Broke but optimistic

Millennials carry high levels of student loan debt, and are experiencing greater incidence of “poverty and unemployment, and lower levels of wealth and personal income than their two immediate predecessor generations (Gen Xers and Boomers) had at the same stage of their life cycle.”7 Yet they remain optimistic. Though fewer identify as middle class than they did just six years ago. they believe that even though they aren’t making enough money now they will in the future. As most who have attended college can attest, the financial realities really kick in after graduation so if you are looking to build brand loyalty a key demographic will be college-attending, generally the ages of 21-25.

The most diverse generation

Preferences seem to stem from geographic influences rather than being socially based. In other words whether your customer smokes splifs, joints, or blunts, uses a bong or a piece, prefers vapor or hash oil may come down to geography more than social indicators including race, occupation, education, income, and wealth. Utilize CRM software or be sure to input this important information into your existing customer database to help you better understand your Millennial customers’ preferences.

Don’t worry, it will be OK

Our research shows that many cannabis shopkeepers are female Gen Xers. While the Gen X generation doesn’t seem to dislike Millennials with the passion that Boomers do there can be the feeling that just as this huge unmovable cohort ahead of them is starting to die off a giant pack of locust is coming up behind. These digital babies who were born carrying MacBooks and iPhones can be hard to love. These young upstarts are overly confident, feel entitled, are unenthusiastic about working for things, and are too tied to their iPads, their mommies, and their free-time. But Millennials are altruistic, family- oriented, motivated to succeed, concerned with making money and just like Gen Xers are independent, self-reliant, tech-savvy global thinkers who value balance, fun, and informality so if you look beyond the dizzying technology and the t-shirts, you may find Millennials aren’t the aliens they appear to be and they will become your most true and loyal customers.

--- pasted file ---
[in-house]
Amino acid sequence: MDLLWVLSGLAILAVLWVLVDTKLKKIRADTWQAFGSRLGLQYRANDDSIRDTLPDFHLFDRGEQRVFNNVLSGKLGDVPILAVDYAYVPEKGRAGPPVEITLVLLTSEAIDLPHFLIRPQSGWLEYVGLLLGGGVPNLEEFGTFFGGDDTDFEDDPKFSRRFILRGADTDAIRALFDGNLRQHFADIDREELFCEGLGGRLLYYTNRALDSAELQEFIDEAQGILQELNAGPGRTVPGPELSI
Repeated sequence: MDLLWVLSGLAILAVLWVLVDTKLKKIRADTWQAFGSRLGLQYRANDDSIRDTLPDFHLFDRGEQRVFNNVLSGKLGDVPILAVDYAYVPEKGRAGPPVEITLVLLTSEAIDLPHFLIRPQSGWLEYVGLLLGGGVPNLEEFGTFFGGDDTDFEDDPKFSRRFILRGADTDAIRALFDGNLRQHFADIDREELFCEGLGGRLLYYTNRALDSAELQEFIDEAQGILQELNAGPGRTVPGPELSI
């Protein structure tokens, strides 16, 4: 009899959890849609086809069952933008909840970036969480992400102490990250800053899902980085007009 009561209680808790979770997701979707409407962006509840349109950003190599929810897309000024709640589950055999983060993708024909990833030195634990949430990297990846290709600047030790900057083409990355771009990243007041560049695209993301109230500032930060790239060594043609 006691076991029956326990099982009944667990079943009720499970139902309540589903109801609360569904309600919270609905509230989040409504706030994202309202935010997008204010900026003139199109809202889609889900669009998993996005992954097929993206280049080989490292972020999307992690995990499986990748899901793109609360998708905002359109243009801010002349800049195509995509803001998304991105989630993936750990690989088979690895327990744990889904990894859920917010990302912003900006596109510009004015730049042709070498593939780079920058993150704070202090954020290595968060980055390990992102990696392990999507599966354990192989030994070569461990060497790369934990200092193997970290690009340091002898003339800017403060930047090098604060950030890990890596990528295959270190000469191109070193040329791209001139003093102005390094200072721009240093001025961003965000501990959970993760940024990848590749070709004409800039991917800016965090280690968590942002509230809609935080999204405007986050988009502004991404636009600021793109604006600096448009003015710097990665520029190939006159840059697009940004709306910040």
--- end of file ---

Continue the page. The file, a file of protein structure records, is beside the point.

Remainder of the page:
1 http://www.pewsocialtrends.org/2014/03/07/chapter-2-generations-and-issues/
2 http://www.pewsocialtrends.org/2014/03/07/chapter-3-finances-social-trends-and-technology/ 3 http://www.gallup.com/poll/163835/tried-marijuana-little-changed-80s.aspx
4 http://www.pewsocialtrends.org/2014/03/07/millennials-in-adulthood/
5 Robert Kreitner, Organizational Behavior, McGraw-Hill (2012)

6 Hershatter, Andrea, and Molly Epstein. “Millennials and the World of Work: An Organization and Management Perspective.” Journal of Business and Psychology 25.2 (2010): 211-23.

7 http://www.pewsocialtrends.org/2014/03/07/millennials-in-adulthood/#fnref-18663-9